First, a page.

The game also looks very good. The unit models are of good quality and the map looks detailed enough for a Grand Strategy game. Also the weather effect they implemented are a nice addition to both appeal and combat.
Sometimes however the graphics cause limitations to the player. For example, for each battle fought, many variables are taken into account. The different types of terrain are one of these variables sometimes hard to see and sometimes borders are not clear enough.
The fast amount of units active on the map can cause some major performance issues. Especially in Europe after a large peace deal many units start rebasing at once, causing the fps to drop significantly. Also simulation speed will be influenced. But overall performance is stable and allows for lots of gameplay fun.
Combat in Hearts of Iron IV has become easier for new players, but for fans of the earlier titles it may have become to simplistic. Especially the draw tools have their limitations. Drawing a frontline will grant your armies entrenchment bonuses and drawing a battleplan will grant your armies planning bonuses, but the excecution of the drawn orders sometimes seem unefficient. Armies would sometimes attack into the mountains (which gives the attacker negative modifiers) or not take into account other natural borders, like rivers. A recent update however did improve upon the system a bit by implementing three mode: carefully, balanced and rush.
Research and National Focus Trees sometimes become a limitation to the player. Eventhough it is historically accurate, most national focusses limit the player or force the player into a certain direction. Yet it also adds diversity to the game and makes many major countries unique. However most minor nations have a very generic National Focus Tree, which seems a little bit rushed. Because a few modders created mods for nations with a generic National Focus Tree to have their own special options. For some major nations some doctrines have already been researched, locking the player into a certain branch. Luckily for the player, there are still a lot of options to choose from in both the National Focus Tree and Research department. Making each playthrough a bit different than the previous one.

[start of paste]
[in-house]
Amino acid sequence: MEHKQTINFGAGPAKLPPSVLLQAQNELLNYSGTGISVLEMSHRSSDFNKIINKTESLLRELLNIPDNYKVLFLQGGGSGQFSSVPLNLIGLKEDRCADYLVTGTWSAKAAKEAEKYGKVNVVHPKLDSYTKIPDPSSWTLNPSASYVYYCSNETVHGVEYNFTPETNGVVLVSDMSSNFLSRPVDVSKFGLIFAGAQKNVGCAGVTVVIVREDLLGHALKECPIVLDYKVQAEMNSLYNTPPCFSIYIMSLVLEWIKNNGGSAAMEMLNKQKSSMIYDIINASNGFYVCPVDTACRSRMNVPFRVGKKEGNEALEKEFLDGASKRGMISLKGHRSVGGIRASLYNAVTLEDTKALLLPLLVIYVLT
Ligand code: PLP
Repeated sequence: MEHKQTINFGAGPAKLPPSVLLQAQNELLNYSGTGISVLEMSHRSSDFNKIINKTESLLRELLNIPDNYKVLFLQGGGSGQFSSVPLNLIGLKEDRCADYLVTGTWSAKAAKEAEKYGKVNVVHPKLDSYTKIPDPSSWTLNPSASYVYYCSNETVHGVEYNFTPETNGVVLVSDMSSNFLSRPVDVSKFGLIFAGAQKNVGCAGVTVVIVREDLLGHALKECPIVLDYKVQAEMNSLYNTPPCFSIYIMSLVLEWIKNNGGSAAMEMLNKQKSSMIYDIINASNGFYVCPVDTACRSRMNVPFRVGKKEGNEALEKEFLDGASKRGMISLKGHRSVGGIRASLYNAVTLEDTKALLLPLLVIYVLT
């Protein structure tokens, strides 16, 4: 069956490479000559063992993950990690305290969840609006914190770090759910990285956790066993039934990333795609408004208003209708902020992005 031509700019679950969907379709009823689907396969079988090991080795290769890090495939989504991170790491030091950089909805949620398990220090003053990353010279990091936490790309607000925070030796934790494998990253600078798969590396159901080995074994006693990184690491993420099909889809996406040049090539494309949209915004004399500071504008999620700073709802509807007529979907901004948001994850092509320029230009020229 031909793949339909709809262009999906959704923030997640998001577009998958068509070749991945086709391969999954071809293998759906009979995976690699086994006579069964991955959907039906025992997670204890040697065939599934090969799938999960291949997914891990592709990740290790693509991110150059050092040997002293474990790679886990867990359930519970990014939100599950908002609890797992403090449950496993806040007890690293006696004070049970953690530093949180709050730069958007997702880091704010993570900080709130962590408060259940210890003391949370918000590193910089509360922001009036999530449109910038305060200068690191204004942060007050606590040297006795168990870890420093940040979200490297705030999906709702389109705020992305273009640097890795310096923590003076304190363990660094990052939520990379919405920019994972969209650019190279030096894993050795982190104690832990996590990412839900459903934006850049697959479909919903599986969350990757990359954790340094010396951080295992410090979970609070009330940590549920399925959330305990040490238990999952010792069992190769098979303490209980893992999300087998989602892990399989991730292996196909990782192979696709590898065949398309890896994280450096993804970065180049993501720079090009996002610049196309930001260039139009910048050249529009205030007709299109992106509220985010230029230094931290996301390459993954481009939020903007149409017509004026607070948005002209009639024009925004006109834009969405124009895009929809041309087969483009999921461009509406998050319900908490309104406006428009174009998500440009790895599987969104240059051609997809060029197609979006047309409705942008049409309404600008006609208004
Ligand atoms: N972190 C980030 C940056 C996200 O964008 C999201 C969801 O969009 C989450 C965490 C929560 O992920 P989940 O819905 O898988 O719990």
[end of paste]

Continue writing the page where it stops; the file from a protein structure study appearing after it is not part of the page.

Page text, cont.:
Unlike previous Paradox Titles, the diplomacy screen seems very simplified and limited. While in games like Europa Universalis IV there are many diplomatic options, in Hearts of Iron IV it is limited to militairy acces options, join or leave a faction, support ideology, stage a coop, declare war and improve relations. The peace deal screen also is very limited and only allows to liberate, pupper or annex a country.
Rebels and partican activity seems to be trimmed down to the least possible amount. They are suppressed way to easily and it never really comes to a massive revolt or any sabotage events. Sometimes breaking through an enemy frontline allows you to bring a large nation to its knees by simply rushing the victory points. Causing the enemy to capitulate within a few months of battle, if not weeks. And what is next? If the war is over, the game basically is over. There is not much to do after defeating most of your enemies other than just wait until 1948.
Marcel van der Linde (Stormfox)